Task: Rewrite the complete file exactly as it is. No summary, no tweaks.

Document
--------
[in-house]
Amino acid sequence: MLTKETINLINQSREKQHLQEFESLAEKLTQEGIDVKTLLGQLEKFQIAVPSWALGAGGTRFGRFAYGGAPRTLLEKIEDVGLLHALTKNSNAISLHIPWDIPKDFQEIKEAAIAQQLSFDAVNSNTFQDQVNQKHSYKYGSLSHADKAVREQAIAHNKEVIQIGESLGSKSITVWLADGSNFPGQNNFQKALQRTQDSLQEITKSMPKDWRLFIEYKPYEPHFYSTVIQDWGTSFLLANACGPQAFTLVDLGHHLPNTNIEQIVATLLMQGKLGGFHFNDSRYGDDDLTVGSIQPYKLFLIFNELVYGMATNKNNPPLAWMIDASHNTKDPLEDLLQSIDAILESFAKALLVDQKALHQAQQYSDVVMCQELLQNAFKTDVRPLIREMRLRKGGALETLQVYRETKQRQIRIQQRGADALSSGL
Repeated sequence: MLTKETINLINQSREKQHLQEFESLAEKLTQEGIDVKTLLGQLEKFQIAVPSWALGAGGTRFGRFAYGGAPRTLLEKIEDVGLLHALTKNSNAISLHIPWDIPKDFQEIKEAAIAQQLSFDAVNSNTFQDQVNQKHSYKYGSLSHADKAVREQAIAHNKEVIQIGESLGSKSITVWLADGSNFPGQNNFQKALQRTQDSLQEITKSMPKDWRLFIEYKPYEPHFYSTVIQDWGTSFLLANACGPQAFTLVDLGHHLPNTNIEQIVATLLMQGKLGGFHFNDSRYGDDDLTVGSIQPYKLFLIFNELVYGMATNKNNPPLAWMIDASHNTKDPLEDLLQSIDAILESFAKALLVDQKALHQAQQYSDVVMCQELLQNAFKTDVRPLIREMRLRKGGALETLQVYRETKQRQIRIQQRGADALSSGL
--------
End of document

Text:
[in-house]
Amino acid sequence: MLTKETINLINQSREKQHLQEFESLAEKLTQEGIDVKTLLGQLEKFQIAVPSWALGAGGTRFGRFAYGGAPRTLLEKIEDVGLLHALTKNSNAISLHIPWDIPKDFQEIKEAAIAQQLSFDAVNSNTFQDQVNQKHSYKYGSLSHADKAVREQAIAHNKEVIQIGESLGSKSITVWLADGSNFPGQNNFQKALQRTQDSLQEITKSMPKDWRLFIEYKPYEPHFYSTVIQDWGTSFLLANACGPQAFTLVDLGHHLPNTNIEQIVATLLMQGKLGGFHFNDSRYGDDDLTVGSIQPYKLFLIFNELVYGMATNKNNPPLAWMIDASHNTKDPLEDLLQSIDAILESFAKALLVDQKALHQAQQYSDVVMCQELLQNAFKTDVRPLIREMRLRKGGALETLQVYRETKQRQIRIQQRGADALSSGL
Repeated sequence: MLTKETINLINQSREKQHLQEFESLAEKLTQEGIDVKTLLGQLEKFQIAVPSWALGAGGTRFGRFAYGGAPRTLLEKIEDVGLLHALTKNSNAISLHIPWDIPKDFQEIKEAAIAQQLSFDAVNSNTFQDQVNQKHSYKYGSLSHADKAVREQAIAHNKEVIQIGESLGSKSITVWLADGSNFPGQNNFQKALQRTQDSLQEITKSMPKDWRLFIEYKPYEPHFYSTVIQDWGTSFLLANACGPQAFTLVDLGHHLPNTNIEQIVATLLMQGKLGGFHFNDSRYGDDDLTVGSIQPYKLFLIFNELVYGMATNKNNPPLAWMIDASHNTKDPLEDLLQSIDAILESFAKALLVDQKALHQAQQYSDVVMCQELLQNAFKTDVRPLIREMRLRKGGALETLQVYRETKQRQIRIQQRGADALSSGL